Tyler Bryant discusses the guitar Billy Gibbons gave him, a PG reader explains how he came to own Steve Morse’s prototype, and more.


Do you own a piece of gear that once belonged to a lauded player? Describe it and tell us how you got it.


Tyler BryantTyler Bryant & the Shakedown
A: I’ve got a couple of guitars that are special because of lauded players, but none that belonged to them. I have a resonator that was a gift from the one and only, Reverend Billy F. Gibbons. The Shakedown was in Austin, Texas, supporting him on a show when he invited Graham [Whitford] and me on an excursion to the Republic Resonator HQ. Upon entering the building, Billy told us, “We’re all leaving with our favorites.” We proceeded to jam some blues on almost all of them and we all left with our favorites. Thank you, Mr. Gibbons.

One of my prized possessions is a Jeff Beck Strat that Fender gave me while I was on tour with him. I carried it around on that tour to practice stealing as many of his licks as I could. He signed the back of the headstock to me at the end of the run. It’s a cool reminder of the time I got to spend with my all-time favorite guitarist!

Current obsession: I recently bought a red 1954 National Reso-Phonic because I recognized it as the guitar Chris Whitley is holding on the back cover of Living with the Law. The guitar is tiny and almost sounds like a banjo acoustically. It sounds unbelievable miked up with a little distortion and tape delay, but it really shines when you’re alone with a song or some feelings that could turn into one.


David SealReader of the Month
A: I worked for Steve Morse in many roles in the late ’80s/early ’90s as guitar tech, road manager, FOH audio engineer, and general roadie. When I was on tour with Blue Öyster Cult, my guitar was stolen. When I told Steve, his primary concern was that I had a guitar to practice with on the road. He had Ernie Ball send me the cherry sunburst Morse model. A week or so later when Blue Öyster Cult played Sacramento, Steve came to the gig. At soundcheck, he tapped me on the shoulder and said, “let’s swap.” He handed me the prototype in the photo and I turned over the new cherry sunburst model. He sat in with BOC that night, played through a backup Laney head, and killed!

Current obsession: Playing as much music as I can with the life I have left.



Photo by Lisa Florence

John BohlingerNashville Correspondent

A: I have some celeb gear (Brent Mason’s 1956 Les Paul, strap locks from Joe Bonamassa), but my coolest celeb gear is a pair of skin-tight leather pants formerly owned by Gene Simmons, given to me by country star Lila McCann in ’97. These magic pants make me play differently—not necessarily better, but more like a demon/monster.

Current obsession: To battle carpal tunnel, I’ve been doing more yoga. Surprisingly, if I focus on breathing while playing, I’m more in the pocket.


Andy EllisSenior Editor
A: This 1930s National Console steel previously belonged to Ben Harper, who played it while touring in Taj Mahal’s band—a gig that brought Harper his first national recognition. While driving me back to my hotel after an interview for a 1999 Guitar Player cover story, Harper took a sudden detour to a storage unit, grabbed a handpainted instrument case, and laid it on my lap. Inside was a magical double-8 steel—now one of my most prized possessions.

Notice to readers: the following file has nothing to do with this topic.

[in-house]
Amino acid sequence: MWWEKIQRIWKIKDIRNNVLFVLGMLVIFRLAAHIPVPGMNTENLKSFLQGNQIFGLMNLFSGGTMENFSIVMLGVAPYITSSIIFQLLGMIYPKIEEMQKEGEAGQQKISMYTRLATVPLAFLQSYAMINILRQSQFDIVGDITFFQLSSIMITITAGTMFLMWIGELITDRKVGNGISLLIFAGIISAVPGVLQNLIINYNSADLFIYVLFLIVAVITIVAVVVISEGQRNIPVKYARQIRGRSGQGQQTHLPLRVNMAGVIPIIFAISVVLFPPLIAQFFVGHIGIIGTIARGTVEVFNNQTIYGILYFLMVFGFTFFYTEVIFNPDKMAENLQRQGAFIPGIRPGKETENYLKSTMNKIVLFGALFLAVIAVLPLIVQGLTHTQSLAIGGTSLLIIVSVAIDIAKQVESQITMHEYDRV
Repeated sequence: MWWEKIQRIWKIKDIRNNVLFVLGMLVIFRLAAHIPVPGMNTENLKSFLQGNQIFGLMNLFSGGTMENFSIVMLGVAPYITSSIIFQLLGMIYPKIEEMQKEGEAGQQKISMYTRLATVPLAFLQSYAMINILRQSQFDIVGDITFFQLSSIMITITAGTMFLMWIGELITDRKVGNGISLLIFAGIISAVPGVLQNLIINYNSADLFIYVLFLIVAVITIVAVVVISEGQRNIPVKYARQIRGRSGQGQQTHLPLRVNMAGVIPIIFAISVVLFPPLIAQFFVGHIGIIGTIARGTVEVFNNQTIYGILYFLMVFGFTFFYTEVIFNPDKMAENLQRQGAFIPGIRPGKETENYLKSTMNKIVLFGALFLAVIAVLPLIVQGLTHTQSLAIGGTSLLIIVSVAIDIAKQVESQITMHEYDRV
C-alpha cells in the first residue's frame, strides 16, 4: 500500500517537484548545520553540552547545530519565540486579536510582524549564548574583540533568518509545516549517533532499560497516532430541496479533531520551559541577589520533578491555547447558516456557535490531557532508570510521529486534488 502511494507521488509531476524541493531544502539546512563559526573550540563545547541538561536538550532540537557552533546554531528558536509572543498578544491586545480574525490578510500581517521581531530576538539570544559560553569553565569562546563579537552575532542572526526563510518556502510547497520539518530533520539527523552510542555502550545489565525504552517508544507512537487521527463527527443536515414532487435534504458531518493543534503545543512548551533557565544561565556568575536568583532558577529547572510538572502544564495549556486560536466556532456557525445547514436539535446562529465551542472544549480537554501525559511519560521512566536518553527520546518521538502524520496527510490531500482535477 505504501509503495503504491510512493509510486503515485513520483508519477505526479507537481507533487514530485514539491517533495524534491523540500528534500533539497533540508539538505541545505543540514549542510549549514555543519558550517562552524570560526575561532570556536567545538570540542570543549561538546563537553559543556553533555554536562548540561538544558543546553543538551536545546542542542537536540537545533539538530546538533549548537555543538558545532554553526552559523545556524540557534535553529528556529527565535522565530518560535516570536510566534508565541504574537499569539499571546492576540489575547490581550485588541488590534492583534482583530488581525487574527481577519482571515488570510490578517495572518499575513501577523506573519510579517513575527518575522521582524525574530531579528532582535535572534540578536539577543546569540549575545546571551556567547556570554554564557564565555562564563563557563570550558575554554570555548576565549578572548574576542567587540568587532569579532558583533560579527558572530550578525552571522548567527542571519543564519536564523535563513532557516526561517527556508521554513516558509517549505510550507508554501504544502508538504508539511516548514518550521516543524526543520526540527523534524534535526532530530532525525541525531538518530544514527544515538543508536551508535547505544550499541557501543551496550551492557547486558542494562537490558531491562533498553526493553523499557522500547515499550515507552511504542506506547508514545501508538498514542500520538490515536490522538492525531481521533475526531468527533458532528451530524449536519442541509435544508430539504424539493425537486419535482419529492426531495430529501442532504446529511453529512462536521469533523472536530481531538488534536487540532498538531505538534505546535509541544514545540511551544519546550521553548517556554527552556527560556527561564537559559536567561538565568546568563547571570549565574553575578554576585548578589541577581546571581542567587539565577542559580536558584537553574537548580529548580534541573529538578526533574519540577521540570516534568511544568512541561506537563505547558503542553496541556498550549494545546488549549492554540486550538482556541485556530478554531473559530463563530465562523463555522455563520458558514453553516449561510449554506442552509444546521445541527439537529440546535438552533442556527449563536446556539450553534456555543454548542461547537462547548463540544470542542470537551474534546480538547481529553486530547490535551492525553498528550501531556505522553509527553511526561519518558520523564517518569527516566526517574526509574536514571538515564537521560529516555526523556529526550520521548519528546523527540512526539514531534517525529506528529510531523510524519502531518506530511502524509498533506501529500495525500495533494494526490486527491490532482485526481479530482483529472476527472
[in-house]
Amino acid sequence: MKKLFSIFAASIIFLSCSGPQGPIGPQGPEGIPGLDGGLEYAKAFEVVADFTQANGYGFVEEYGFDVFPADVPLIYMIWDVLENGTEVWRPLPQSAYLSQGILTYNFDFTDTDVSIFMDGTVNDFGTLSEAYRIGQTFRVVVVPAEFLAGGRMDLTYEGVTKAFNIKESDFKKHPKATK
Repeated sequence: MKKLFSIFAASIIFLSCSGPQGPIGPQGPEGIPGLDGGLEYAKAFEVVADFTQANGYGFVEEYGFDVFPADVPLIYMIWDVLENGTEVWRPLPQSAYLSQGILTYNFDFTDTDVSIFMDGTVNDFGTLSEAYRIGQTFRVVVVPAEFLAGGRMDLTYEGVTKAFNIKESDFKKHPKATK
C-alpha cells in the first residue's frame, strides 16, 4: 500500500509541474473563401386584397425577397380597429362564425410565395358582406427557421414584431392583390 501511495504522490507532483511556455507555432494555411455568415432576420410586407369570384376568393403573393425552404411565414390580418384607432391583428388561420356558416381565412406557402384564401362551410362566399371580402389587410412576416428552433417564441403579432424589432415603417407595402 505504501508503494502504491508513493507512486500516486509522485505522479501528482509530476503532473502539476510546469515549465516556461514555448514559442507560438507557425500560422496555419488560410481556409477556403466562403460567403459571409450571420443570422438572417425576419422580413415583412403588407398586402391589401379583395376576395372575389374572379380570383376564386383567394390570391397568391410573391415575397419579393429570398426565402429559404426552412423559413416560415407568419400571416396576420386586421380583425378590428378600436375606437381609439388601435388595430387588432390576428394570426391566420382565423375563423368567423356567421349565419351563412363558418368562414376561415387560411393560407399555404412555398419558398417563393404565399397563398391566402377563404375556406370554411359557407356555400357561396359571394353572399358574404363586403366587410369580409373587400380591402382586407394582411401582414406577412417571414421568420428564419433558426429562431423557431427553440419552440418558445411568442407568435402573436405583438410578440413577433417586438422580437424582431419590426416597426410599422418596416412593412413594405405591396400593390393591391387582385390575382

Current obsession: : After decades of stringing my electrics with .010 and .011 sets, I’ve rediscovered the super-bendy joy of a .009 set—it takes me back to 1969!


A compact pedal format preamp designed to offer classic, natural bass tone with increased tonal control and extended headroom.

Read MoreShow less

In their corner, from left to right: Wilco’s Pat Sansone (guitars, keys, and more), drummer Glenn Kotche, Jeff Tweedy, bassist John Stirratt, guitarist Nels Cline, and keyboardist Mikael Jorgensen.

Photo by Annabel Merhen

How Jeff Tweedy, Nels Cline, and Pat Sansone parlayed a songwriting hot streak, collective arrangements, live ensemble recording, and twangy tradition into the band’s new “American music album about America.”

Every artist who’s enjoyed some level of fame has had to deal with the parasocial effect—where audiences feel an overly intimate connection to an artist just from listening to their music. It can lead some listeners to believe they even have a personal relationship with the artist. I asked Jeff Tweedy what it feels like to be on the receiving end of that.

Read MoreShow less

Luthier Maegen Wells recalls the moment she fell in love with the archtop and how it changed her world.

The archtop guitar is one of the greatest loves of my life, and over time it’s become clear that our tale is perhaps an unlikely one. I showed up late to the archtop party, and it took a while to realize our pairing was atypical. I had no idea that I had fallen head-over-heels in love with everything about what’s commonly perceived as a “jazz guitar.” No clue whatsoever. And, to be honest, I kind of miss those days. But one can only hear the question, “Why do you want to build jazz guitars if you don’t play jazz?” so many times before starting to wonder what the hell everyone’s talking about.

Read MoreShow less
x